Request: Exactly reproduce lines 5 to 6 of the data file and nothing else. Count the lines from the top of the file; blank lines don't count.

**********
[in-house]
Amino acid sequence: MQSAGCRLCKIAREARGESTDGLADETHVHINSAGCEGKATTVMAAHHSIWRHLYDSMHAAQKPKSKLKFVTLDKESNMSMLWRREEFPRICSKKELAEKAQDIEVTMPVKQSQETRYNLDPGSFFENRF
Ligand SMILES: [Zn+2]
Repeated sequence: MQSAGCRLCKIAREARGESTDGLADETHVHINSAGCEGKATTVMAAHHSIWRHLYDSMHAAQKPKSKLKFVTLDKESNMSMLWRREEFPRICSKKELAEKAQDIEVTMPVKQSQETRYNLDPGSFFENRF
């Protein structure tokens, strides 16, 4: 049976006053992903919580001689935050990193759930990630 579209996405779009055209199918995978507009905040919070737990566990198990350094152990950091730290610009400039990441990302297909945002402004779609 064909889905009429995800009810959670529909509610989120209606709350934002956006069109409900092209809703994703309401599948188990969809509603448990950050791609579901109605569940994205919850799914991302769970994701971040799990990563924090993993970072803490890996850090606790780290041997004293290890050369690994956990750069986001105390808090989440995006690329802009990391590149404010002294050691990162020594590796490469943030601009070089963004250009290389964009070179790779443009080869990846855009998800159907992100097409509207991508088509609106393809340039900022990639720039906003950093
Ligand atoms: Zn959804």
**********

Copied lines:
């Protein structure tokens, strides 16, 4: 049976006053992903919580001689935050990193759930990630 579209996405779009055209199918995978507009905040919070737990566990198990350094152990950091730290610009400039990441990302297909945002402004779609 064909889905009429995800009810959670529909509610989120209606709350934002956006069109409900092209809703994703309401599948188990969809509603448990950050791609579901109605569940994205919850799914991302769970994701971040799990990563924090993993970072803490890996850090606790780290041997004293290890050369690994956990750069986001105390808090989440995006690329802009990391590149404010002294050691990162020594590796490469943030601009070089963004250009290389964009070179790779443009080869990846855009998800159907992100097409509207991508088509609106393809340039900022990639720039906003950093
Ligand atoms: Zn959804």